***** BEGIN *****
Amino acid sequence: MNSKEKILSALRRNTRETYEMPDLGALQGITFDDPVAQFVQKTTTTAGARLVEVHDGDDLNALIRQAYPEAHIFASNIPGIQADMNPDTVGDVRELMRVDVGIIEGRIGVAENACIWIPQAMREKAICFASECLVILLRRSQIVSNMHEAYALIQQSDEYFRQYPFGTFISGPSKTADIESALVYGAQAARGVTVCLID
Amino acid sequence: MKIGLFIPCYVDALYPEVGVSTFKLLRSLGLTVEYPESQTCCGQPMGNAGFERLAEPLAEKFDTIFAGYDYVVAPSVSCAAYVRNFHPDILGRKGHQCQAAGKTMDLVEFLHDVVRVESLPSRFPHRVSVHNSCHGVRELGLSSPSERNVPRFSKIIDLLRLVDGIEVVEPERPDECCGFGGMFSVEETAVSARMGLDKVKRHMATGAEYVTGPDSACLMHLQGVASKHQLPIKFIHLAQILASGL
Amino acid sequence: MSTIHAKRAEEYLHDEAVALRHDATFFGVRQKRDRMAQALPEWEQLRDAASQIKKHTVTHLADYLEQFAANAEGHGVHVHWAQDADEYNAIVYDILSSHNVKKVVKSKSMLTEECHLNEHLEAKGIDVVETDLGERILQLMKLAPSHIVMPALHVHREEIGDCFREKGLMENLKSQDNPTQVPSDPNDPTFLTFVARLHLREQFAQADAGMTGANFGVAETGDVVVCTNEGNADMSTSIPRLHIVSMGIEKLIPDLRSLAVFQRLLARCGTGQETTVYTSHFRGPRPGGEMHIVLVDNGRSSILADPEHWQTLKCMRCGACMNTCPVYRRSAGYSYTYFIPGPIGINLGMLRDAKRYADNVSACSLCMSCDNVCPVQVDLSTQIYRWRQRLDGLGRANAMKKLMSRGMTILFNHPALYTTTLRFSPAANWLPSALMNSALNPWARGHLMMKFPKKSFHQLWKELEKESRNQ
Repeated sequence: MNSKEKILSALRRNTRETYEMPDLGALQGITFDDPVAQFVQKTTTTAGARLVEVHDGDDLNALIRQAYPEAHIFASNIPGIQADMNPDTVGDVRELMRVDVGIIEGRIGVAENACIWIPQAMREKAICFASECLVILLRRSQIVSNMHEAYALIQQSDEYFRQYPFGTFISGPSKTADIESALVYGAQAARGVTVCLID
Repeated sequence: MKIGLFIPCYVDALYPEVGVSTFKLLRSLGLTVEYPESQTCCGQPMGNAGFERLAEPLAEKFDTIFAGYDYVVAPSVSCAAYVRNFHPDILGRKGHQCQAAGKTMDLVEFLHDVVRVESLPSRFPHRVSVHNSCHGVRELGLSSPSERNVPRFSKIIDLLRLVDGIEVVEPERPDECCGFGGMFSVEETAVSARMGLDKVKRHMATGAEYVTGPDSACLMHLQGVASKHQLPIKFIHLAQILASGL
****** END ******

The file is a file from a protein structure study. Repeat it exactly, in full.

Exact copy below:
Amino acid sequence: MNSKEKILSALRRNTRETYEMPDLGALQGITFDDPVAQFVQKTTTTAGARLVEVHDGDDLNALIRQAYPEAHIFASNIPGIQADMNPDTVGDVRELMRVDVGIIEGRIGVAENACIWIPQAMREKAICFASECLVILLRRSQIVSNMHEAYALIQQSDEYFRQYPFGTFISGPSKTADIESALVYGAQAARGVTVCLID
Amino acid sequence: MKIGLFIPCYVDALYPEVGVSTFKLLRSLGLTVEYPESQTCCGQPMGNAGFERLAEPLAEKFDTIFAGYDYVVAPSVSCAAYVRNFHPDILGRKGHQCQAAGKTMDLVEFLHDVVRVESLPSRFPHRVSVHNSCHGVRELGLSSPSERNVPRFSKIIDLLRLVDGIEVVEPERPDECCGFGGMFSVEETAVSARMGLDKVKRHMATGAEYVTGPDSACLMHLQGVASKHQLPIKFIHLAQILASGL
Amino acid sequence: MSTIHAKRAEEYLHDEAVALRHDATFFGVRQKRDRMAQALPEWEQLRDAASQIKKHTVTHLADYLEQFAANAEGHGVHVHWAQDADEYNAIVYDILSSHNVKKVVKSKSMLTEECHLNEHLEAKGIDVVETDLGERILQLMKLAPSHIVMPALHVHREEIGDCFREKGLMENLKSQDNPTQVPSDPNDPTFLTFVARLHLREQFAQADAGMTGANFGVAETGDVVVCTNEGNADMSTSIPRLHIVSMGIEKLIPDLRSLAVFQRLLARCGTGQETTVYTSHFRGPRPGGEMHIVLVDNGRSSILADPEHWQTLKCMRCGACMNTCPVYRRSAGYSYTYFIPGPIGINLGMLRDAKRYADNVSACSLCMSCDNVCPVQVDLSTQIYRWRQRLDGLGRANAMKKLMSRGMTILFNHPALYTTTLRFSPAANWLPSALMNSALNPWARGHLMMKFPKKSFHQLWKELEKESRNQ
Repeated sequence: MNSKEKILSALRRNTRETYEMPDLGALQGITFDDPVAQFVQKTTTTAGARLVEVHDGDDLNALIRQAYPEAHIFASNIPGIQADMNPDTVGDVRELMRVDVGIIEGRIGVAENACIWIPQAMREKAICFASECLVILLRRSQIVSNMHEAYALIQQSDEYFRQYPFGTFISGPSKTADIESALVYGAQAARGVTVCLID
Repeated sequence: MKIGLFIPCYVDALYPEVGVSTFKLLRSLGLTVEYPESQTCCGQPMGNAGFERLAEPLAEKFDTIFAGYDYVVAPSVSCAAYVRNFHPDILGRKGHQCQAAGKTMDLVEFLHDVVRVESLPSRFPHRVSVHNSCHGVRELGLSSPSERNVPRFSKIIDLLRLVDGIEVVEPERPDECCGFGGMFSVEETAVSARMGLDKVKRHMATGAEYVTGPDSACLMHLQGVASKHQLPIKFIHLAQILASGL